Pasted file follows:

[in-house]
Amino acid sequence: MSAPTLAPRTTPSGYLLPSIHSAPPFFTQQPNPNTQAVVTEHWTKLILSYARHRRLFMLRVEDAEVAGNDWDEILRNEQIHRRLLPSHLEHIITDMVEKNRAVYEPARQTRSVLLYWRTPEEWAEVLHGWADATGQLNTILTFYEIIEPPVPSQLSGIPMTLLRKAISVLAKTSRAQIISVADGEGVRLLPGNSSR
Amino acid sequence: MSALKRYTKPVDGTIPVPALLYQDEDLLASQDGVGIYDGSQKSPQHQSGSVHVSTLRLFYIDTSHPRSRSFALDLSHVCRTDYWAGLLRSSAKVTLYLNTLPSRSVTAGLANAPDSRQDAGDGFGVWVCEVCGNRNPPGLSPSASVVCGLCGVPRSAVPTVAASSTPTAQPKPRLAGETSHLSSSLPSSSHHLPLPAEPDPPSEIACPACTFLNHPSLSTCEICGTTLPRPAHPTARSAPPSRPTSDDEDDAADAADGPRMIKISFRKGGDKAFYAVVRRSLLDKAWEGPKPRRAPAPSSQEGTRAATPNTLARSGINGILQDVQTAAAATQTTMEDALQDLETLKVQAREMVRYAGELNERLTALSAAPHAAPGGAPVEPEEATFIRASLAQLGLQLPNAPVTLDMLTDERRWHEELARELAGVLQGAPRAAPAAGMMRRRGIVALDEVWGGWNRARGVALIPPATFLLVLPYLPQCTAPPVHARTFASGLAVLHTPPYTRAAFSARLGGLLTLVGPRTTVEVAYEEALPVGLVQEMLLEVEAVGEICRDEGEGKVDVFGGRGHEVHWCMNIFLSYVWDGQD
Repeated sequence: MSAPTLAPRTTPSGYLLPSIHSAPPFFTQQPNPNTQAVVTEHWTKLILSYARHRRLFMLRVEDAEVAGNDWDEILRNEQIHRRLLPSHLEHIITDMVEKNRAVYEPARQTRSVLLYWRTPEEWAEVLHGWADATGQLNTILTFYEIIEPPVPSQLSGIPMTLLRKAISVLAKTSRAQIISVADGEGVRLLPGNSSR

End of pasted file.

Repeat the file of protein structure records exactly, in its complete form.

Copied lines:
[in-house]
Amino acid sequence: MSAPTLAPRTTPSGYLLPSIHSAPPFFTQQPNPNTQAVVTEHWTKLILSYARHRRLFMLRVEDAEVAGNDWDEILRNEQIHRRLLPSHLEHIITDMVEKNRAVYEPARQTRSVLLYWRTPEEWAEVLHGWADATGQLNTILTFYEIIEPPVPSQLSGIPMTLLRKAISVLAKTSRAQIISVADGEGVRLLPGNSSR
Amino acid sequence: MSALKRYTKPVDGTIPVPALLYQDEDLLASQDGVGIYDGSQKSPQHQSGSVHVSTLRLFYIDTSHPRSRSFALDLSHVCRTDYWAGLLRSSAKVTLYLNTLPSRSVTAGLANAPDSRQDAGDGFGVWVCEVCGNRNPPGLSPSASVVCGLCGVPRSAVPTVAASSTPTAQPKPRLAGETSHLSSSLPSSSHHLPLPAEPDPPSEIACPACTFLNHPSLSTCEICGTTLPRPAHPTARSAPPSRPTSDDEDDAADAADGPRMIKISFRKGGDKAFYAVVRRSLLDKAWEGPKPRRAPAPSSQEGTRAATPNTLARSGINGILQDVQTAAAATQTTMEDALQDLETLKVQAREMVRYAGELNERLTALSAAPHAAPGGAPVEPEEATFIRASLAQLGLQLPNAPVTLDMLTDERRWHEELARELAGVLQGAPRAAPAAGMMRRRGIVALDEVWGGWNRARGVALIPPATFLLVLPYLPQCTAPPVHARTFASGLAVLHTPPYTRAAFSARLGGLLTLVGPRTTVEVAYEEALPVGLVQEMLLEVEAVGEICRDEGEGKVDVFGGRGHEVHWCMNIFLSYVWDGQD
Repeated sequence: MSAPTLAPRTTPSGYLLPSIHSAPPFFTQQPNPNTQAVVTEHWTKLILSYARHRRLFMLRVEDAEVAGNDWDEILRNEQIHRRLLPSHLEHIITDMVEKNRAVYEPARQTRSVLLYWRTPEEWAEVLHGWADATGQLNTILTFYEIIEPPVPSQLSGIPMTLLRKAISVLAKTSRAQIISVADGEGVRLLPGNSSR